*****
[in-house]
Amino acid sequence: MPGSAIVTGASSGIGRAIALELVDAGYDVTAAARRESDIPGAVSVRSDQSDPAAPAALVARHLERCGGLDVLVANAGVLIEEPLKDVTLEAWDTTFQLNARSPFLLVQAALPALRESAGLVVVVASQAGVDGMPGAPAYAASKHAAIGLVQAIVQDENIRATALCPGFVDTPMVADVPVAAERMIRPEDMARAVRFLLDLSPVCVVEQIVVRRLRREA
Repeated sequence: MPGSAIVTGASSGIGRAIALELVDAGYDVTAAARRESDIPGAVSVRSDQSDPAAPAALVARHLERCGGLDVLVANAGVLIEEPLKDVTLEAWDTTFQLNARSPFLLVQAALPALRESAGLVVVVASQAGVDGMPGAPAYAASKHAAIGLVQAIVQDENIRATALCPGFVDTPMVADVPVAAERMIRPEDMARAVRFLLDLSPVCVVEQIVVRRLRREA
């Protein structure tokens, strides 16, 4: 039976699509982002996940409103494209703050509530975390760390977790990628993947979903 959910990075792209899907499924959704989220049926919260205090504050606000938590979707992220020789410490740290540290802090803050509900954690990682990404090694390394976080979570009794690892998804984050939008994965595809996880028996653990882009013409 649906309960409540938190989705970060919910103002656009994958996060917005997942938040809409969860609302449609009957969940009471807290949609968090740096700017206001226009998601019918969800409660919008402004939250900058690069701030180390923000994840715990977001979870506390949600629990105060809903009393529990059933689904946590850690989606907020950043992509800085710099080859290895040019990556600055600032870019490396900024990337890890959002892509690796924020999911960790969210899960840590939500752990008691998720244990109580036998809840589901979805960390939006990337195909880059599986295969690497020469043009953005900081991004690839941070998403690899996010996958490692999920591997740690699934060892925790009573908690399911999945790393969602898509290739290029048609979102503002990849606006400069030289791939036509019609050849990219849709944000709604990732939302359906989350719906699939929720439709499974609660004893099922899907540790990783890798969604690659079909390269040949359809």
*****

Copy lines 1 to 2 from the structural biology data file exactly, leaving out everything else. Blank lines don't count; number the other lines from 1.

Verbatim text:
[in-house]
Amino acid sequence: MPGSAIVTGASSGIGRAIALELVDAGYDVTAAARRESDIPGAVSVRSDQSDPAAPAALVARHLERCGGLDVLVANAGVLIEEPLKDVTLEAWDTTFQLNARSPFLLVQAALPALRESAGLVVVVASQAGVDGMPGAPAYAASKHAAIGLVQAIVQDENIRATALCPGFVDTPMVADVPVAAERMIRPEDMARAVRFLLDLSPVCVVEQIVVRRLRREA